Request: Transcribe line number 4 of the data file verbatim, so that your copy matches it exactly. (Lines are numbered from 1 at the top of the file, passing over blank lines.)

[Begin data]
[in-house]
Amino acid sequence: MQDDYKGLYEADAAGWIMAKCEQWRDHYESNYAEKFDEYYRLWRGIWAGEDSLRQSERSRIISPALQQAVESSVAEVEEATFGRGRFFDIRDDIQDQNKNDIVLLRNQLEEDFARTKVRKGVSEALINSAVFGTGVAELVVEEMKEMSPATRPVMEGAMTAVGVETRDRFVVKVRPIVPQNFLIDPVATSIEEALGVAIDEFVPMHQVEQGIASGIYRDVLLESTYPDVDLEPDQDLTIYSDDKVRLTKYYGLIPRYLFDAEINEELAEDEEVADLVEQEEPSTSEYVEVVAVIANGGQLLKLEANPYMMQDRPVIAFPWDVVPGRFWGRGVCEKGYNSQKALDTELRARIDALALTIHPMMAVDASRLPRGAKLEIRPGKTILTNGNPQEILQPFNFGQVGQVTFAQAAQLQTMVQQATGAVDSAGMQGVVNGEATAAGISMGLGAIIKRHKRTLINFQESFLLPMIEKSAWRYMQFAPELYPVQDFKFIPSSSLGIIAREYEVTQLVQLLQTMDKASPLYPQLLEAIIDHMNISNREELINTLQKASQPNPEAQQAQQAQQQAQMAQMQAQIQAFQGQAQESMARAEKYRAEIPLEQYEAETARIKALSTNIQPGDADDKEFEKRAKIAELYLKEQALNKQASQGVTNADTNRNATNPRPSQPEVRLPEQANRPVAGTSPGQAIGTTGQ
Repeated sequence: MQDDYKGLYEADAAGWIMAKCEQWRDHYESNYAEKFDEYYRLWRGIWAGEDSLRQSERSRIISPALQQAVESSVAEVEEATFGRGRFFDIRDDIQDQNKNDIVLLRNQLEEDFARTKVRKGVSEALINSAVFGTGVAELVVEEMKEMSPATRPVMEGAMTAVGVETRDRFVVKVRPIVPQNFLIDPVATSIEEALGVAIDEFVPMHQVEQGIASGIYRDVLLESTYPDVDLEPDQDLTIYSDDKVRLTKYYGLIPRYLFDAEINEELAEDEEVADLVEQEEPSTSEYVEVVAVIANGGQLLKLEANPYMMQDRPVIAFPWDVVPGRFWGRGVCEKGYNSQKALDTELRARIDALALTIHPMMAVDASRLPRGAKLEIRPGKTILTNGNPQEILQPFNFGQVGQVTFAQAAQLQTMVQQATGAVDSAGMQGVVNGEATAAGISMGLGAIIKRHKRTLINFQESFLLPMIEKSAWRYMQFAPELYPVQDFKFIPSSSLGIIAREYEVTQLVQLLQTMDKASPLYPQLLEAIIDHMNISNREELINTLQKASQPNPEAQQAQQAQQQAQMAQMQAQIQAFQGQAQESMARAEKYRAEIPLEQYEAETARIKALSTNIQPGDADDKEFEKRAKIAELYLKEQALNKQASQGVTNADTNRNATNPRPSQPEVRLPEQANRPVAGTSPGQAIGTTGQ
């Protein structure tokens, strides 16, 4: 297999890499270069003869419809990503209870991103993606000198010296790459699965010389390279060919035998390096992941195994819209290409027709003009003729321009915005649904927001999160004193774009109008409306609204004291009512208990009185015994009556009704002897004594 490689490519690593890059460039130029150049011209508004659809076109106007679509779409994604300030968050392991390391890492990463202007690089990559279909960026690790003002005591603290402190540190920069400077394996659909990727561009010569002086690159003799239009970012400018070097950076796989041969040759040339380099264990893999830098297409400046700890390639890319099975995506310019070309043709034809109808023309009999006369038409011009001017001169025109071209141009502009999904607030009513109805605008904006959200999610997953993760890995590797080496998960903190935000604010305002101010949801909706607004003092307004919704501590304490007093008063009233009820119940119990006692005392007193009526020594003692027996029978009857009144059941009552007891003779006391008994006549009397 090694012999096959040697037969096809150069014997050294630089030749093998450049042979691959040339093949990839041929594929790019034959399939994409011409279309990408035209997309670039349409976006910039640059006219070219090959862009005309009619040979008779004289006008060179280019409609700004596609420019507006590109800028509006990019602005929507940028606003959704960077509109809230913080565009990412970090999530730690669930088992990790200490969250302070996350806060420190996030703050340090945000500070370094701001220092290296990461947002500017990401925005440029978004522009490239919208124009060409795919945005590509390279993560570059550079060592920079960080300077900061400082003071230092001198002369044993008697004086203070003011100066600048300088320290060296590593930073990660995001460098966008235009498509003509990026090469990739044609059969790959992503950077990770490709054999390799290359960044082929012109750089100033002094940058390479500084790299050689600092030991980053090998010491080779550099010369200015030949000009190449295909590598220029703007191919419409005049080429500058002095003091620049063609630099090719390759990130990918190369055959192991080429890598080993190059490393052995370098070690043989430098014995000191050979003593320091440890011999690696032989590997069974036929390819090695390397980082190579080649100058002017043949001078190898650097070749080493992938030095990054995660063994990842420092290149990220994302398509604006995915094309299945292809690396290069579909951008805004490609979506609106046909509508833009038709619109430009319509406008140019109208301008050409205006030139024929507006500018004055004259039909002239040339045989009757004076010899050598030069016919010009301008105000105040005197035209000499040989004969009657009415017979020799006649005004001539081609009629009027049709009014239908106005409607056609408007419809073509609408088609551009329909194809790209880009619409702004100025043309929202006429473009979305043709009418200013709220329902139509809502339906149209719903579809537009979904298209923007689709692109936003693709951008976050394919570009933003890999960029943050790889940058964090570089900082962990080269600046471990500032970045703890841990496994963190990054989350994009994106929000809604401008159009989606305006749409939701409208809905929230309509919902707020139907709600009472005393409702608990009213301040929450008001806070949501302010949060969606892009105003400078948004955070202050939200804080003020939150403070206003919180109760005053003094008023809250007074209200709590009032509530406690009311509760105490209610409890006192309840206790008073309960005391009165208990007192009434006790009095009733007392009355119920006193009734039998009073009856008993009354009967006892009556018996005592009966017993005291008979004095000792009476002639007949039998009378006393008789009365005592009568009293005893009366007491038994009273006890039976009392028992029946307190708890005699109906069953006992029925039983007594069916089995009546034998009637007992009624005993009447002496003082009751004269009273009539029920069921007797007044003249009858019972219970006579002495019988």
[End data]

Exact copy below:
């Protein structure tokens, strides 16, 4: 297999890499270069003869419809990503209870991103993606000198010296790459699965010389390279060919035998390096992941195994819209290409027709003009003729321009915005649904927001999160004193774009109008409306609204004291009512208990009185015994009556009704002897004594 490689490519690593890059460039130029150049011209508004659809076109106007679509779409994604300030968050392991390391890492990463202007690089990559279909960026690790003002005591603290402190540190920069400077394996659909990727561009010569002086690159003799239009970012400018070097950076796989041969040759040339380099264990893999830098297409400046700890390639890319099975995506310019070309043709034809109808023309009999006369038409011009001017001169025109071209141009502009999904607030009513109805605008904006959200999610997953993760890995590797080496998960903190935000604010305002101010949801909706607004003092307004919704501590304490007093008063009233009820119940119990006692005392007193009526020594003692027996029978009857009144059941009552007891003779006391008994006549009397 090694012999096959040697037969096809150069014997050294630089030749093998450049042979691959040339093949990839041929594929790019034959399939994409011409279309990408035209997309670039349409976006910039640059006219070219090959862009005309009619040979008779004289006008060179280019409609700004596609420019507006590109800028509006990019602005929507940028606003959704960077509109809230913080565009990412970090999530730690669930088992990790200490969250302070996350806060420190996030703050340090945000500070370094701001220092290296990461947002500017990401925005440029978004522009490239919208124009060409795919945005590509390279993560570059550079060592920079960080300077900061400082003071230092001198002369044993008697004086203070003011100066600048300088320290060296590593930073990660995001460098966008235009498509003509990026090469990739044609059969790959992503950077990770490709054999390799290359960044082929012109750089100033002094940058390479500084790299050689600092030991980053090998010491080779550099010369200015030949000009190449295909590598220029703007191919419409005049080429500058002095003091620049063609630099090719390759990130990918190369055959192991080429890598080993190059490393052995370098070690043989430098014995000191050979003593320091440890011999690696032989590997069974036929390819090695390397980082190579080649100058002017043949001078190898650097070749080493992938030095990054995660063994990842420092290149990220994302398509604006995915094309299945292809690396290069579909951008805004490609979506609106046909509508833009038709619109430009319509406008140019109208301008050409205006030139024929507006500018004055004259039909002239040339045989009757004076010899050598030069016919010009301008105000105040005197035209000499040989004969009657009415017979020799006649005004001539081609009629009027049709009014239908106005409607056609408007419809073509609408088609551009329909194809790209880009619409702004100025043309929202006429473009979305043709009418200013709220329902139509809502339906149209719903579809537009979904298209923007689709692109936003693709951008976050394919570009933003890999960029943050790889940058964090570089900082962990080269600046471990500032970045703890841990496994963190990054989350994009994106929000809604401008159009989606305006749409939701409208809905929230309509919902707020139907709600009472005393409702608990009213301040929450008001806070949501302010949060969606892009105003400078948004955070202050939200804080003020939150403070206003919180109760005053003094008023809250007074209200709590009032509530406690009311509760105490209610409890006192309840206790008073309960005391009165208990007192009434006790009095009733007392009355119920006193009734039998009073009856008993009354009967006892009556018996005592009966017993005291008979004095000792009476002639007949039998009378006393008789009365005592009568009293005893009366007491038994009273006890039976009392028992029946307190708890005699109906069953006992029925039983007594069916089995009546034998009637007992009624005993009447002496003082009751004269009273009539029920069921007797007044003249009858019972219970006579002495019988």